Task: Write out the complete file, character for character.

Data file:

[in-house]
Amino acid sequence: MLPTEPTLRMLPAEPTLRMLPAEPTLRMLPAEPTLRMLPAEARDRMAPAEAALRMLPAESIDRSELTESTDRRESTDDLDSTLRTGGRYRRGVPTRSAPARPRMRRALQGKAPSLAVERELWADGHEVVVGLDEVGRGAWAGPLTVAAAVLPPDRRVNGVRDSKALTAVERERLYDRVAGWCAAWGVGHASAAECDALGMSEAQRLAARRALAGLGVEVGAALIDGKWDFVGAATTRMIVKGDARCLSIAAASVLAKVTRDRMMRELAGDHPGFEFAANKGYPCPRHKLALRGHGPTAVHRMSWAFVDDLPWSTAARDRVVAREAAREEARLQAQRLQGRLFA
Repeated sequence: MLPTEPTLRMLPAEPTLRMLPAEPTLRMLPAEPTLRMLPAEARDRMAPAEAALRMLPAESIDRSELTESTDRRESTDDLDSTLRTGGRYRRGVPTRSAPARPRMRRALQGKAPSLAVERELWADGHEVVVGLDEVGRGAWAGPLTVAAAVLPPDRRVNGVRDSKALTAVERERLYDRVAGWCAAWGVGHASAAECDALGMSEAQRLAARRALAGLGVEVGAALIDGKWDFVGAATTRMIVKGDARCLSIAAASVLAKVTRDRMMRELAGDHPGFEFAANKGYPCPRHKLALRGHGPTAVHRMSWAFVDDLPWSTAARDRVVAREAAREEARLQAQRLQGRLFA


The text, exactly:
[in-house]
Amino acid sequence: MLPTEPTLRMLPAEPTLRMLPAEPTLRMLPAEPTLRMLPAEARDRMAPAEAALRMLPAESIDRSELTESTDRRESTDDLDSTLRTGGRYRRGVPTRSAPARPRMRRALQGKAPSLAVERELWADGHEVVVGLDEVGRGAWAGPLTVAAAVLPPDRRVNGVRDSKALTAVERERLYDRVAGWCAAWGVGHASAAECDALGMSEAQRLAARRALAGLGVEVGAALIDGKWDFVGAATTRMIVKGDARCLSIAAASVLAKVTRDRMMRELAGDHPGFEFAANKGYPCPRHKLALRGHGPTAVHRMSWAFVDDLPWSTAARDRVVAREAAREEARLQAQRLQGRLFA
Repeated sequence: MLPTEPTLRMLPAEPTLRMLPAEPTLRMLPAEPTLRMLPAEARDRMAPAEAALRMLPAESIDRSELTESTDRRESTDDLDSTLRTGGRYRRGVPTRSAPARPRMRRALQGKAPSLAVERELWADGHEVVVGLDEVGRGAWAGPLTVAAAVLPPDRRVNGVRDSKALTAVERERLYDRVAGWCAAWGVGHASAAECDALGMSEAQRLAARRALAGLGVEVGAALIDGKWDFVGAATTRMIVKGDARCLSIAAASVLAKVTRDRMMRELAGDHPGFEFAANKGYPCPRHKLALRGHGPTAVHRMSWAFVDDLPWSTAARDRVVAREAAREEARLQAQRLQGRLFA